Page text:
Digital Kids, Antiquated Schools April 24th, 2006

Why is it that for the first time in history, our children are so very different than us? And what does this have to do with the design of our schools?

These are the underlying questions posed by Jim Craig in the South Bend Tribune (Indiana) in his “Schools Need to Meet the Needs of ‘Digital Natives’” editorial recently. He continues:

We adults are described as “digital immigrants.” Just like someone who learns a foreign language later in life rather than growing up with it, we will never have the same intuitive understanding our children do. This has nothing to do with intelligence, and everything to do with how one learns.

We view each new device as a new challenge to be learned, often painfully. Digital natives do not. Rather, they see each new development as a continuously evolving and improving facet of their lives that is something to be used, not just figured out.

What does this have to do with school? Everything. Read the rest of this entry »

Blurring Line Between Real and Virtual Spaces April 24th, 2006

From the illustrious mind of George Siemens and his “elearnspace” blog (and e-newsletter)subscribe!!! — comes this tasty morsel about the blurring lines between real and virtual spaces. Implications for our field are very real:

For all my chatter about the changing nature/need of learning, I think I’ve largely ignored what is becoming one of the most interesting trends: the absolute blurring between online and physical spaces.

A Virtual World’s Real Dollars: “It’s easy to see why Second Life has captured the attention of Bezos and other investors. Second Life is a three-dimensional digital world in which players can do just about anything: Create an avatar that acts as an online alter-ego, fly around landscapes dotted with dance clubs and gardens, and socialize via text messaging with friends’ avatars. The population inside Second Life has grown eightfold from a year ago, when just 20,000 “residents,” as they’re known, called it a second home.”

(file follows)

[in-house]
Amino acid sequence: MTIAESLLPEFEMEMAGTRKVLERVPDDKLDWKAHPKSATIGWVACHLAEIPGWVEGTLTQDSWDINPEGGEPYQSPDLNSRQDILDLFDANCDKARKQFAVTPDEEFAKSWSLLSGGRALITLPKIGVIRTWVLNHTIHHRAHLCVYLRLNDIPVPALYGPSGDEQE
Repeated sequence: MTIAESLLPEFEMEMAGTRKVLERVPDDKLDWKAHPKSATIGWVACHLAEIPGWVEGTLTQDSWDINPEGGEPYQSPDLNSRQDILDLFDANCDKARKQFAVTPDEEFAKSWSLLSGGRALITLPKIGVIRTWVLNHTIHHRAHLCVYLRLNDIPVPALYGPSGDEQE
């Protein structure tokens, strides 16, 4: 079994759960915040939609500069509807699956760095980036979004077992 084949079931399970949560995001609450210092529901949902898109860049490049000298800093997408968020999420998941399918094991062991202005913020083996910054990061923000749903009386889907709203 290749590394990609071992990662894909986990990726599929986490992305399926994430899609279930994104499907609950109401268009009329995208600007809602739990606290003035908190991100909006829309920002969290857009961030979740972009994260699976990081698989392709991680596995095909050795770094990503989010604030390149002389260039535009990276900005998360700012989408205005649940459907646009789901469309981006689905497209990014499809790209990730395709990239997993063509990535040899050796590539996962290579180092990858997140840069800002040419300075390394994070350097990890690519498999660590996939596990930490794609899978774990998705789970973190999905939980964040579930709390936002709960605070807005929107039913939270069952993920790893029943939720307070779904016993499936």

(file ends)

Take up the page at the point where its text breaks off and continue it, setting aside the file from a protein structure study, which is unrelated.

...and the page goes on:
Read the rest of this entry »

Collaboration and Future-Oriented Design at Northwestern University April 24th, 2006

ArchNewsNow strikes beautiful design chords again. This time, a view of the future when schools of design and education come together:

Built specifically to obtain certification in environmental sustainability, Northwestern University’s Ford Motor Company Engineering Design Center, designed by New York City-based Davis Brody Bond, is now the focal point of the Robert R. McCormick School of Engineering and Applied Science’s initiatives in design education.

Made possible through a $10 million grant from Ford Motor Company, and significant gifts from Steelcase, Illinois Tool Works, John Deere Foundation, and 3M Foundation, among others, the $30 million, 80,000-square-foot facility supports a wide range of undergraduate design efforts, from the first year’s integrated design curriculum, to more specialized senior projects and annual competition entries. Read the rest of this entry »

Philly: But Where Will the Children Go? April 24th, 2006